by Mark Burgess
Hill Times, June 30, 2014
A new report from the government’s own Natural Resources Department on climate change adaptation released last week shows a growing recognition of the need to adapt to a changing climate but also highlights the gap between the research and the political action, critics and experts say.
The report, Canada in a Changing Climate: Sector Perspectives on Impacts and Adaptation [pdf], was written by 90 authors, 115 expert reviewers, and synthesized more than 1,500 recent publications. It looks at natural resources, food production, industry, biodiversity, protected areas, human health, and water and transportation.
“There is clearly a pretty big space between what the research and what experts are telling us about what’s going on and the political commitment on the part of governments and parties across the country to say, ‘This is real, we’ve got to do something about it,’” said David McLaughlin, former executive director of the National Roundtable on the Economy and the Environment, which the government cut in 2012. “This at least helps to advance the knowledge.”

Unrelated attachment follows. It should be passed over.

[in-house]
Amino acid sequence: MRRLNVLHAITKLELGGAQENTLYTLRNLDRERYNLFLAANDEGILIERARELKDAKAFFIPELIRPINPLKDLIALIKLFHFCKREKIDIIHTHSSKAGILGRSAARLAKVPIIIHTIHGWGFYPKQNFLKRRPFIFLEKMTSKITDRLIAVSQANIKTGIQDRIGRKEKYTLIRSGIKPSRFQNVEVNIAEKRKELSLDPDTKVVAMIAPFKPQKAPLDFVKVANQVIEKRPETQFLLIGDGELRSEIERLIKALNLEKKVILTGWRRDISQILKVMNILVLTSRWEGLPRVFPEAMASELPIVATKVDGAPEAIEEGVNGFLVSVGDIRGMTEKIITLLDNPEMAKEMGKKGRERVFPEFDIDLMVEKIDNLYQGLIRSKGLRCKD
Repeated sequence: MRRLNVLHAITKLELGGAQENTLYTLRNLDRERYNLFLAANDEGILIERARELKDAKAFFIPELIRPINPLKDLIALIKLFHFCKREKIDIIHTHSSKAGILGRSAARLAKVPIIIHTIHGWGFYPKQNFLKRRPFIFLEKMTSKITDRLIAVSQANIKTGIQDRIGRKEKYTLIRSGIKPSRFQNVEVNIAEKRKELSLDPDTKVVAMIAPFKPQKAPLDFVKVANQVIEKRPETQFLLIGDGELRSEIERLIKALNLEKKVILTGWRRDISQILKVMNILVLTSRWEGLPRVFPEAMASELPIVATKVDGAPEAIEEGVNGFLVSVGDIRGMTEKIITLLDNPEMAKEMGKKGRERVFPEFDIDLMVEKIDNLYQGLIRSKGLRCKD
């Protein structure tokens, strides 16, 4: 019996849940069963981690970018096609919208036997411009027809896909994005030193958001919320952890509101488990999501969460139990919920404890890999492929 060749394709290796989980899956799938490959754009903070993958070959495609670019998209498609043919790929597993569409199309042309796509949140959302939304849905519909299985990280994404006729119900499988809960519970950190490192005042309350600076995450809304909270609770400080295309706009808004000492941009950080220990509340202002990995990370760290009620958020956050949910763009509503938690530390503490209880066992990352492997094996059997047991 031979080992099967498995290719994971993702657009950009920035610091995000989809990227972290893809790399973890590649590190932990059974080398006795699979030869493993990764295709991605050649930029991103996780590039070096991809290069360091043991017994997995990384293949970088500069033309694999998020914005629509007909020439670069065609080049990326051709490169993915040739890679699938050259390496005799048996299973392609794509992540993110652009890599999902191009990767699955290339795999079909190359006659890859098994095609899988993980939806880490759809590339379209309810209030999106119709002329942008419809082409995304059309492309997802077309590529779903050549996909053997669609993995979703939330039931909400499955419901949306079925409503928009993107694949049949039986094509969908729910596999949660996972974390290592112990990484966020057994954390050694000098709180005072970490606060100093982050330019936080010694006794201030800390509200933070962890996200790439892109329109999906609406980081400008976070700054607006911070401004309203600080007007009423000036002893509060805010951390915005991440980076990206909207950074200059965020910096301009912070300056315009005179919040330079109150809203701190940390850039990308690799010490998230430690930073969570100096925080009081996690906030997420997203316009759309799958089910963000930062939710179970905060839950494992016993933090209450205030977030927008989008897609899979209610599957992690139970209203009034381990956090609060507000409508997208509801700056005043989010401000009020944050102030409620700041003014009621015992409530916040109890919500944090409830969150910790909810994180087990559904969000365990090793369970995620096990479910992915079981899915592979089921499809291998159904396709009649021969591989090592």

In the report, posted without fanfare on the Department of Natural Resources website June 24, departmental researchers said the climate is changing—in fact it’s in the first sentence. The average temperature in Canada rose 1.5 C between 1950 and 2010, it says.
“Reducing greenhouse gas emissions is necessary to lessen the magnitude and rate of climate change, but additional impacts are unavoidable, even with aggressive global mitigation efforts, due to inertia in the climate system,” the report says. “Therefore, we also need to adapt.”
The report describes a number of impacts expected to come with climate change, including threats to biodiversity, the spread of diseases like Lyme disease and health effects from air pollution, and more extreme heat and extreme rainfall, meaning more droughts, floods and wildfires. It also outlines impacts on industries, including a lack of predictability for farmers, shorter snow seasons for winter tourism, and shifting flow patterns for hydroelectricity. Continue reading this article …